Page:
sorting
order
in
a
 node
 Let’s
begin
by
inserting
12:
 23,
20,
6,
18,
5,
4,
22,
10,
15,
8,
3
,
9,
17,
11,
16
 !  Actually,
that
B
Tree
is
an
example
of
a
2‐3‐4
search
tree
 !  !  !  ▪  since
the
m‐way
tree
is
empty,
we
create
the
first
node
i.e.,
the
 root
and
insert
12
 12 !  Insert
1:
 !  compare
each
key
found
in
the
root
with
the
 key
1
and
since
1
<
12,
move
12
over,
then
insert
 1
 1 12 !  Insert
7:
 !  compare
each
key
found
in
the
root
with
the
 key
7
and
since
1
<
7
<
12,
move
12
over,
then
 insert
7
 1 7 12 !  Insert
23:
 1 7 12 !  starting
at
the
root,
right
away
we
encounter
a
full
 node
so
we
split
it
as
follows:
 ▪  create
a
new
node
(parent)
and
move
the
middle
key
 into
it


 ▪  create
a
sibling
and
move
the
key
>
7
into
it
 ▪  link
the
subtrees
to
the
newly
formed
parent
node
 7 1 12 !  Insert
23
(cont’d):
 !  starting
at
the
root,
since
7
<
23,
23
is
inserted
into
 its
right
subtree
 !  considering
the
root
of
its
right
subtree,
since
its
 only
key
12
<
23,
insert
23
after
12

 7 1 12 23 7 !  Insert
20:
 1 12 23 !  starting
at
the
root,
since
7
<
20,
20
is
inserted
into
 its
right
subtree
 !  moving
on
to
the
root
of
its
right
subtree,
since
12
 <
20
<
23,
move
23
over,
then
insert
20
 7 1 12 20 23 !  Let’s
pick
up
the
pace
now…
 !  Insert
6:
 7 1 12 20 23 1 6 7 12 20 23 !  Insert
18:
 1 6 7 12 20 23 !  on
our
way
to
insert
18
we
encounter

 a
full
node
so
we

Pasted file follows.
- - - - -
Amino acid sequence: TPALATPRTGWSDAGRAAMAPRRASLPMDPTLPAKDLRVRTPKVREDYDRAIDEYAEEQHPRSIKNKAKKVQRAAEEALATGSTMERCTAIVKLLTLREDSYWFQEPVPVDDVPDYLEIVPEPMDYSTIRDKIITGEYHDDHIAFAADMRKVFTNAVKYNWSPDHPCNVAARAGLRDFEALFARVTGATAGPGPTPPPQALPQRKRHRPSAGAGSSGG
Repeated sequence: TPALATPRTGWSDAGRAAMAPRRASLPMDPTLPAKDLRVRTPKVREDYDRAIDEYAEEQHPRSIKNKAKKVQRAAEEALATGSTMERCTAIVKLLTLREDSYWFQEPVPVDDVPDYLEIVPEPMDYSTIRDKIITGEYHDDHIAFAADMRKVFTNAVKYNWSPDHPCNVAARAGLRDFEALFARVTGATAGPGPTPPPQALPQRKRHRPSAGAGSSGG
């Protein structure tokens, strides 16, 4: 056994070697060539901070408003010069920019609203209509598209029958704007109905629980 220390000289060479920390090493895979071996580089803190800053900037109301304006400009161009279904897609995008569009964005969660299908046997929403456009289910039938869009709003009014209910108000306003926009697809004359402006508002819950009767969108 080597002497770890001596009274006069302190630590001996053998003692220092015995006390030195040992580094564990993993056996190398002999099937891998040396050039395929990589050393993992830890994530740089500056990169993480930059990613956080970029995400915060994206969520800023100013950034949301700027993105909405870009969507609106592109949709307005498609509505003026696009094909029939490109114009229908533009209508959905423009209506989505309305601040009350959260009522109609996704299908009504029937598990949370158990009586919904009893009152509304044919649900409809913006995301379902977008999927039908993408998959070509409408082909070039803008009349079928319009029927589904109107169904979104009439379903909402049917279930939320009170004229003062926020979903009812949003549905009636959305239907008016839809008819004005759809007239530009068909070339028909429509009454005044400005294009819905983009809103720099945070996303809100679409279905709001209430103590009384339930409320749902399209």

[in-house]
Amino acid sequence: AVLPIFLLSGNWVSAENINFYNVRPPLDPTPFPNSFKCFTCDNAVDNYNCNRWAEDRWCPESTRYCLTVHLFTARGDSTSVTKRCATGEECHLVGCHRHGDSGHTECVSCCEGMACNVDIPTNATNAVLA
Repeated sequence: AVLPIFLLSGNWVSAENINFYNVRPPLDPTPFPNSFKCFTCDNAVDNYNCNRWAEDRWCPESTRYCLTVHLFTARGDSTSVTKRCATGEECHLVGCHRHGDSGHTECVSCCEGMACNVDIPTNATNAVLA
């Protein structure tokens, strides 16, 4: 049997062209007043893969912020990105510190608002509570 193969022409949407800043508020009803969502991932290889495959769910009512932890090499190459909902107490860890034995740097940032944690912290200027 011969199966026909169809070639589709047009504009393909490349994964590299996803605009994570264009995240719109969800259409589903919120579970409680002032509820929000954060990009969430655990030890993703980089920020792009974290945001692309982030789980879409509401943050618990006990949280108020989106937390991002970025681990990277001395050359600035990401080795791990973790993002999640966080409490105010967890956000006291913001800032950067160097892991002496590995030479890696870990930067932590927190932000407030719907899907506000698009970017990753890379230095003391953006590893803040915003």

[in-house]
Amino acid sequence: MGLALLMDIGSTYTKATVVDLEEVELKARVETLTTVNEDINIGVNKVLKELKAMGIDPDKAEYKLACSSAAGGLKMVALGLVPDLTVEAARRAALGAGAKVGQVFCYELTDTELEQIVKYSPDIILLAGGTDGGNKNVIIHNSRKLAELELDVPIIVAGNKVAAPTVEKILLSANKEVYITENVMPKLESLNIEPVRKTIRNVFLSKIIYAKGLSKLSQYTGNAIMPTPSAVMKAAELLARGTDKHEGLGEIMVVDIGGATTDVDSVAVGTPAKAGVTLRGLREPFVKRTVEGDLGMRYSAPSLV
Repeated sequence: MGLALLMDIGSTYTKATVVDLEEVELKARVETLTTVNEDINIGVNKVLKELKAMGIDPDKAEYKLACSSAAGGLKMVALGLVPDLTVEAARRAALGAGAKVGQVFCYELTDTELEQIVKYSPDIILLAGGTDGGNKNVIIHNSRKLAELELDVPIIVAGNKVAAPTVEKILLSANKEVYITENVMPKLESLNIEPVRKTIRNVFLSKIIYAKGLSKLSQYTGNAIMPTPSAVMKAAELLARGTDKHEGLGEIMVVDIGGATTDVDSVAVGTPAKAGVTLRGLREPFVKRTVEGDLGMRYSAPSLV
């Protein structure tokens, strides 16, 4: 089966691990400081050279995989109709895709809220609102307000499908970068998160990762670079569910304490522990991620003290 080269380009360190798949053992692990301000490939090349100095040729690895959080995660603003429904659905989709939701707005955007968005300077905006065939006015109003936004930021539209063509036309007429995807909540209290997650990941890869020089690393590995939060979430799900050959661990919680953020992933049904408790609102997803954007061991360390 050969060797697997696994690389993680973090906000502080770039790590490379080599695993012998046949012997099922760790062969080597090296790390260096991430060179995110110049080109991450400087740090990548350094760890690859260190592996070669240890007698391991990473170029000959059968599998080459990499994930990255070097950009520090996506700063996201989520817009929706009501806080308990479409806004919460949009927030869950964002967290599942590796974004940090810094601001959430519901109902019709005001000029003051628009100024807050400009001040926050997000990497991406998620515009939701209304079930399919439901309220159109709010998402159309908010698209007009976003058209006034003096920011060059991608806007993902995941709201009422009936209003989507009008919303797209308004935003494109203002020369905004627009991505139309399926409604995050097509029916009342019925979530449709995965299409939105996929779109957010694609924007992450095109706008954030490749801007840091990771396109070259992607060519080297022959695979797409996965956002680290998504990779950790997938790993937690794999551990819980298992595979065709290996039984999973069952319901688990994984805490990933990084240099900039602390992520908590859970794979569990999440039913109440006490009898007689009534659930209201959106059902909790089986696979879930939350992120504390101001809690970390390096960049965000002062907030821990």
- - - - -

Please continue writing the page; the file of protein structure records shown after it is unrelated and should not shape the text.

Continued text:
split
it
first:
 ▪  we
move
its
middle
key
into
the
parent
node
 ▪  we
create
a
sibling
and
move
the
key
>
20
into
it
 ▪  link
the
newly
formed
rightmost
subtree
to
the
parent
 node
 7 20 1 6 12 23 !  Insert
18
(cont’d):
 7 20 1 6 7 20 1 5 6 12 18 23 12 18 23 !  Insert
5:
 !  Insert
4:
 1 5 7 20 6 12 18 23 !  on
our
way
to
insert
4
we
encounter
a
full
node,
so
 we
split
it
first
 1 5 7 20 12 18 23 6 5 7 20 !  then
insert
4
 1 4 6 12 18 23 !  Insert
22:
 1 4 6 5 7 20 12 18 23 !  on
our
way
to
insert
22,
right
away
we
encounter
a
 full
node
so
we
split
it
first
hence
creating
another
 level
 7 5 1 4 6 20 12 18 23 !  Insert
22
(cont’d):
 !  then
insert
22:
 7 5 1 4 6 20 12 18 22 23 !  Insert
10:
 7 5 1 4 6 20 10 12 18 22 23 !  Insert
15:
 !  on
our
way
to
insert
15,
we
encounter
a
full
node,
 so
we
split
it
first
 7 12 20 5 1 4 6 10 18 22 23 !  Insert
15:
 !  then
insert
15:
 7 5 1 4 6 10 12 20 15 18 22 23 !  Insert
8,
3,
9
and
17:
 7 5 1 3 4 6 8 9 10 12 20 15 17 18 22 23 !  Insert
11:
 !  on
our
way
to
insert
11,
we
encounter
a
full
node,
 so
we
split
it
first,
then
we
insert
11
 7 5 1 3 6 4 8 10 11 9 12 20 15 17 18 22 23 !  And
finally,
we
insert
16:
 !  on
our
way
to
insert
16,
we
encounter
2
full
nodes
 which
we
split
before
inserting
16.

 7 5 1 3 6 4 8 10 11 9 12 20 15 17 18 22 23 !  Insert
16
(cont’d):
 7 12 5 1 3 6 4 8 10 11 9 15 17 18 20 22 23 !  Insert
16
(cont’d):
 7 12 5 1 3 6 4 8 10 11 9 15 18 17 20 22 23 !  Insert
16
(cont’d):